MWC 2014: Innovative technology for Intel's next-generation wireless networks

A technology that can revolutionize the "world" of wireless networks, thanks to the use of ultra-high frequencies, is expected to be presented at Intel's Mobile World Congress.

According to a MIT Technology Review article, the company has built a prototype antenna that can be mounted on milk-sized packing stations. This technology - the millimeter wave modular antenna array - does essentially integrate "fifth-generation" (5G) high-speed capabilities, such as those demonstrated last year by researchers at Samsung and New York University, into a small sized device. The main idea is to cover cities with such devices-stations (one by one with two building blocks) that will be able to manage large volumes of data in a small range. Each such station will be able to send and receive data at speeds of more than one gigabit per second, in a radius of a few hundred meters, while the current standard, 4G LTE, "moves" around 75 megabits per second.

Intel and Samsung technologies are expected to use frequencies of 28 and 38 gigahertz or higher for portable device communications purposes. These frequencies, known as the "millimeter wave", can carry much more data than those used in today's mobile networks, but are easily blocked by interfering environmental objects, so they were impractical for use on portable devices.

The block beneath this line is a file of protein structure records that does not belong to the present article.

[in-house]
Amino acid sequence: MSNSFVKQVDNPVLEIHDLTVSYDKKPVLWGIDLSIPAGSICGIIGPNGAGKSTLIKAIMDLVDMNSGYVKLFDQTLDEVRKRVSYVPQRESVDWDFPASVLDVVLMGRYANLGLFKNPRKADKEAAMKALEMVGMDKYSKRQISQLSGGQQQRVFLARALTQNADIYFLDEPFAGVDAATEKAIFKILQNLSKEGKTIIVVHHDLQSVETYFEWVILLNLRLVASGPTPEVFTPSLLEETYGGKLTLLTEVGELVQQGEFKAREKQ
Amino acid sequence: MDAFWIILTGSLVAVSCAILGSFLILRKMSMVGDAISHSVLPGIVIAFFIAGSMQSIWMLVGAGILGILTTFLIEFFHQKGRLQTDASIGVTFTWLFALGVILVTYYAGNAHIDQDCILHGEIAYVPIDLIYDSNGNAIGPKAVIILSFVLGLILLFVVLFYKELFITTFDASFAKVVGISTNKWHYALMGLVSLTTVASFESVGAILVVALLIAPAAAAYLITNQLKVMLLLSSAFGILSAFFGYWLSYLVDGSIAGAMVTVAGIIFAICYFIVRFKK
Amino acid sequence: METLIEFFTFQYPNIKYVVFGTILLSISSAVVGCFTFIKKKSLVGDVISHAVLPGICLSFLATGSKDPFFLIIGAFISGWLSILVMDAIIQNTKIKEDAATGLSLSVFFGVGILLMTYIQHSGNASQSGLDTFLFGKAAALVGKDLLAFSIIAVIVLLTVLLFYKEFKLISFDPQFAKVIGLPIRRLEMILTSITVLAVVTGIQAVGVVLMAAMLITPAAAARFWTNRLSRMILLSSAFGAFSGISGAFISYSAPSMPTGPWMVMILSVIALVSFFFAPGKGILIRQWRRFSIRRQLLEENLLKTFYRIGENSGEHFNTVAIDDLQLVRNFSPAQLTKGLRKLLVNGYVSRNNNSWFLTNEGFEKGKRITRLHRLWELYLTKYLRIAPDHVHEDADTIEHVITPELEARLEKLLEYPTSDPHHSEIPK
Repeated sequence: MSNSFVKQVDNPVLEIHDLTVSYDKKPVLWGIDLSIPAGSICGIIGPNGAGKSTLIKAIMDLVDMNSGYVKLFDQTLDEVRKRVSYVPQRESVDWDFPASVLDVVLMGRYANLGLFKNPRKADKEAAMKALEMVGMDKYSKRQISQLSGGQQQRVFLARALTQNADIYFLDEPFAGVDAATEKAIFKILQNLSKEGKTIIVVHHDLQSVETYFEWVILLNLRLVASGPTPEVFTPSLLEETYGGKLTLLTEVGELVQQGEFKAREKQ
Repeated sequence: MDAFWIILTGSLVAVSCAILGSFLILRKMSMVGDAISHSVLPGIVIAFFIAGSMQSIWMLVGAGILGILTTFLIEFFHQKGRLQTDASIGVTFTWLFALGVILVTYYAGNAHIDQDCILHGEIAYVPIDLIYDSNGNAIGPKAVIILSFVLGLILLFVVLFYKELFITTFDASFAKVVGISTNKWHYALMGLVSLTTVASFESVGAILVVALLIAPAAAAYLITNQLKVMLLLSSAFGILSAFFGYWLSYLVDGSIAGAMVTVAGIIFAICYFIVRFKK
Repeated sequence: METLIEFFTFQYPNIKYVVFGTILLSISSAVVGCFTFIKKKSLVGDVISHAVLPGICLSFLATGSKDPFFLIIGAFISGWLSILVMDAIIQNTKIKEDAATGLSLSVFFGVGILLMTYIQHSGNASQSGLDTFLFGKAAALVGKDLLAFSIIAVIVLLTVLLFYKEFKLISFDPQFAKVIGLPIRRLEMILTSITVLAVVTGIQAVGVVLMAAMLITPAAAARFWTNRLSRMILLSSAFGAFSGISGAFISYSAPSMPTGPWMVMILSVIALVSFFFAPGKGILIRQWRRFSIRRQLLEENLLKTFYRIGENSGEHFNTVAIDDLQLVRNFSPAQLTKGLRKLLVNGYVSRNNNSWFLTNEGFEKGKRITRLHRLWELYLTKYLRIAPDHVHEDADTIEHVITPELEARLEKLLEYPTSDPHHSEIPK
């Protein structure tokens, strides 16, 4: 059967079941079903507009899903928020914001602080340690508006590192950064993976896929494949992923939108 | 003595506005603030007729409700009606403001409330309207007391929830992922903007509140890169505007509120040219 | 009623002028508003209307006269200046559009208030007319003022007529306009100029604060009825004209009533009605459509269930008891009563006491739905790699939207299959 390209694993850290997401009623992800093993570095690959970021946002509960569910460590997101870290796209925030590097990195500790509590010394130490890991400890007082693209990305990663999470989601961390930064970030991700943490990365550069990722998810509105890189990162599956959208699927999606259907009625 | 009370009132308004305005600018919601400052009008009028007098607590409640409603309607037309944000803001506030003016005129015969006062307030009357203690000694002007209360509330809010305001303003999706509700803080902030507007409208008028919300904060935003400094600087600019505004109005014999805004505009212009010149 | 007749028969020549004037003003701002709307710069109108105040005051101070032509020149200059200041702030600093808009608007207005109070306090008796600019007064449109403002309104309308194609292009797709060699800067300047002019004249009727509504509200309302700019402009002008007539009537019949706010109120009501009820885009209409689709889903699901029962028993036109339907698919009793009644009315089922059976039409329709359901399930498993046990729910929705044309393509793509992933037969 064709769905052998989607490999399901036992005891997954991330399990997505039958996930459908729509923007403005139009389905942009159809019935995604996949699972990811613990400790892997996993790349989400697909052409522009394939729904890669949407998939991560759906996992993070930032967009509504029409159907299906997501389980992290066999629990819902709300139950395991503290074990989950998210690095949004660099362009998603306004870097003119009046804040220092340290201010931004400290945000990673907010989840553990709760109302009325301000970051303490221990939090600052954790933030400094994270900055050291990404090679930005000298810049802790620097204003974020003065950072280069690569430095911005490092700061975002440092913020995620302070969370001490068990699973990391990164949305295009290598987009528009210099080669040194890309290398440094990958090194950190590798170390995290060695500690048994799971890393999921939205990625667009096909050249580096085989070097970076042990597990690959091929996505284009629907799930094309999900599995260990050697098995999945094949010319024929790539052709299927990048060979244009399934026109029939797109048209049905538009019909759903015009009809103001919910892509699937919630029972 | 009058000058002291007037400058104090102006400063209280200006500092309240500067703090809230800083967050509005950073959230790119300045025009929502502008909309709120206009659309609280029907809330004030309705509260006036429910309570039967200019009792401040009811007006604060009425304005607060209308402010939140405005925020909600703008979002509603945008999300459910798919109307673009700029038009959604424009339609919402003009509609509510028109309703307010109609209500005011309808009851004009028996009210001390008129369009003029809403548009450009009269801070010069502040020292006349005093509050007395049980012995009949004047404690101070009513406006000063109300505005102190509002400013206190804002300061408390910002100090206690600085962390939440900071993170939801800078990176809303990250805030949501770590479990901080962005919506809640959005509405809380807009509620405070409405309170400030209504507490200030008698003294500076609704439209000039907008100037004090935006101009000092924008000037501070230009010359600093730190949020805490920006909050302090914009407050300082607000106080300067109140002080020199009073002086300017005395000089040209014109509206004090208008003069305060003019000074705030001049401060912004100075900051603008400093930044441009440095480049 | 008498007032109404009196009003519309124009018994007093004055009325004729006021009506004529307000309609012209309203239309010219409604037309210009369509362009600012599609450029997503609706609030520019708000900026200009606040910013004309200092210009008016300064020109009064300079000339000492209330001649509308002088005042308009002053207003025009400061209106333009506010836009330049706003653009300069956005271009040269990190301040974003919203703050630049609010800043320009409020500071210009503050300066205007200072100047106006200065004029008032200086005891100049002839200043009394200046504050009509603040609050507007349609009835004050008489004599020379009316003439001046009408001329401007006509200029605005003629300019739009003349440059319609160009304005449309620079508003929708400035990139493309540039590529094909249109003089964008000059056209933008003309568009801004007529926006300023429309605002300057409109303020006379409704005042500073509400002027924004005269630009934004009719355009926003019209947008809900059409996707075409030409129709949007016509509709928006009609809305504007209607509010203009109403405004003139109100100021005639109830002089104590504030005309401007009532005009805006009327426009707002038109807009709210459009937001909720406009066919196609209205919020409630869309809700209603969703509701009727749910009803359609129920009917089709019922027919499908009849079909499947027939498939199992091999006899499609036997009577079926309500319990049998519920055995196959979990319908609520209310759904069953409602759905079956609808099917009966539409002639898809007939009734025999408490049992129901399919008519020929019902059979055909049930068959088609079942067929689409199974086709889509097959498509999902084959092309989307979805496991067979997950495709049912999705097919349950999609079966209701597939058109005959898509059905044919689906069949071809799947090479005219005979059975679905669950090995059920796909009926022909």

To address this problem, processors make dynamic changes on signal transmission and sharing by controlling the direction to which the signal is sent from each antenna, making constant changes depending on the changing environmental conditions. "We can increase the number of antennas as we see fit to increase the transmission sensitivity and reception. Obstacles are regulatory, not technological, "says Ali Shandri, director of the relevant Intel IT department, at MIT Technology Review.


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